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Re: Interactive guide for new users

From: Gregory Heytings
Subject: Re: Interactive guide for new users
Date: Sat, 12 Sep 2020 12:00:54 +0000
User-agent: Alpine 2.22 (NEB 394 2020-01-19)

The snippet will only be able to show the buffer text appearance. For other UI elements you will need an image. Would using an image be better here?

What do you mean by "other UI elements"?

The mode line, the scroll bars, the menu and the tool bar.

The effect on the mode line is show on the fly, see the video Yuan Fu made. For the scroll bars, the menu and the tool bar, I don't know if it is possible to change their appearance within Emacs. Is it possible?

[It would be nice to have a way to select a default font here, but I
don't know if that feasible.]

I don't think I understand what you mean by that. Selection of the default font _is_ possible, we have in the Options menu.

Yes, but what I meant is to have a list of font names in the buffer, and choosing a font by clicking on the font name.

Why? The Options menu item I've mentioned pops up the system's font selection dialog, which is way nicer than selecting a font from an Emacs buffer. To say nothing of being less work. What am I missing?

You're not missing anything. It's just convenience for new users, telling them to go there and there to do this and that is more confusing than offering them a limited number of options during the guided tour.

But if that's too complex to do, this part should be skipped.

2. disable tool-bar-mode
3. disable scroll-bar-mode

I'd object to these two. We have just established that the former is important for newbies. Scroll bars are presented by many applications, so why is it important to offer to turn them off here? let the users decide about these two.

It's just an option. In the video by Yuan Fu ( https://youtu.be/0qMskTAR2aw ) you'll see that this screen is a list of checkboxes that the user can tick.

My point is that we should not put there unimportant options, let alone those which we recommend not to change from the defaults.

I think the criterion here is not whether an option is from our point of view important or unimportant, or whether we recommend or not to change its default value, but whether a user coming from another editing environment is likely to want it to feel "at home". If Doom Emacs, Spacemacs and the like disable the tool bar and the scroll bar, that's an indication that it's something new users might want. Note that I did not (on purpose) include menu-bar-mode here.

There are thousands of options in Emacs that users might want to enable. This initial guide should only show those which are very important, recommended, and usually expected. Options that don't satisfy these criteria should IMO not be in the list, because the list must not be too long, or you will lose many newbies who don't have enough patience.

See above. I agree with "usually expected", but "very important" or "recommended" is from my point of view too difficult to judge.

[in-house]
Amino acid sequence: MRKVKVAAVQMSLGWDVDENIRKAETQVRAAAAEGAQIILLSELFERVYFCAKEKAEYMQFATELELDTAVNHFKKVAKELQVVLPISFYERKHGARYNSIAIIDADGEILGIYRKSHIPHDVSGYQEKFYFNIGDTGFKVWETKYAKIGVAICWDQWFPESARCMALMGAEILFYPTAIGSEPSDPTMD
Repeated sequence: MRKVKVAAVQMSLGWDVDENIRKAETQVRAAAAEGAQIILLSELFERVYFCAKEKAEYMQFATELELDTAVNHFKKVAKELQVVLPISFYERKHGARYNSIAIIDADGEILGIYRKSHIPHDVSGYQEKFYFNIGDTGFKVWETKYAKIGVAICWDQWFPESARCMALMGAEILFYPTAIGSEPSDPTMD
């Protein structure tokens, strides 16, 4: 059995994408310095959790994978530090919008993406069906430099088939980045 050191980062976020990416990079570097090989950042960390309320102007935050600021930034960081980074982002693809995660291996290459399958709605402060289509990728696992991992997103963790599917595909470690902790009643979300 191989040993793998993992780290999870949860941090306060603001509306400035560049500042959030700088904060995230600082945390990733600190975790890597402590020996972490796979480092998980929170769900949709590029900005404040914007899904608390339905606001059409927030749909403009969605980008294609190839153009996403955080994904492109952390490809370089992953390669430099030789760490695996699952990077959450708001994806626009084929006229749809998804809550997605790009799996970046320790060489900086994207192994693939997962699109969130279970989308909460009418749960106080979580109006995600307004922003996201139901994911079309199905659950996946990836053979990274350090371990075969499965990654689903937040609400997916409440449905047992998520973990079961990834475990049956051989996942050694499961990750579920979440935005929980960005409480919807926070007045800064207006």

11. (setq uniquify-buffer-name-style 'forward uniquify-min-dir-content 1024)

Why? what's wrong with the defaults here?

This has been discussed earlier in another thread, but the current defaults (uniquify-buffer-name-style set to post-forward-angle-brackets) is puzzling to most users, to say the least. A complete file name is what most users would expect here.

A complete file name takes too much of the screen space on the mode line, IMO. You'd need to make the font used by the mode-line face to be much smaller, and even then it will steal too much space.

That's your point of view, and I agree with you to some extent. OTOH there are not so many available options, and clearly the current default (only the filename) is not what users coming from another editor would expect.

I use icomplete-mode myself, and don't understand what you mean by "complex and potentially confusing UI".

Type "C-x C-f" and try to look at the result with the newbies' eyes. First question I have is "how to go on?" <RIGHT> arrow doesn't work. If the font shows the bold letters distinct enough, I'd wonder what do the bold letters mean. The order in which the files are shown doesn't necessarily make sense, nor does the fact that it mixes directories with files. Etc. etc. -- the stuff I'd wonder about goes on and on. This is not the completion I find, e.g., in a Web browser, so prior experience will not help.

I agree with you that with newbies' eyes icomplete could be at first sight a bit surprising. But after typing <right> a user would likely try to type something (the cursor is there and blinking) and would quickly understand how it works (I think). If there was a built-in vertical mode it would be better / more intuitive.

SCREEN 6: How to find help. Short explanation about C-h C-h, C-h m, C-h p, C-h k / C-h w / C-h a, C-h l.

This misses important help commands, we should consider the list carefully with newbies in mind. IMO, the various apropos commands are much more important for them than other help commands.

Well, C-h C-h gives the complete list, and C-h a starts apropos.

There are several apropos commands, and they are all very important for discoverability.

It's one of the reasons I think offering the user the option to enable icomplete makes sense: it helps them to discover options and commands. For example M-x apropos lists the individual apropos commands.

That being said, I agree with you that perhaps at this point some of the apropos commands could be mentioned (but not all of them). Perhaps apropos, apropos-command, apropos-variable, apropos-function?

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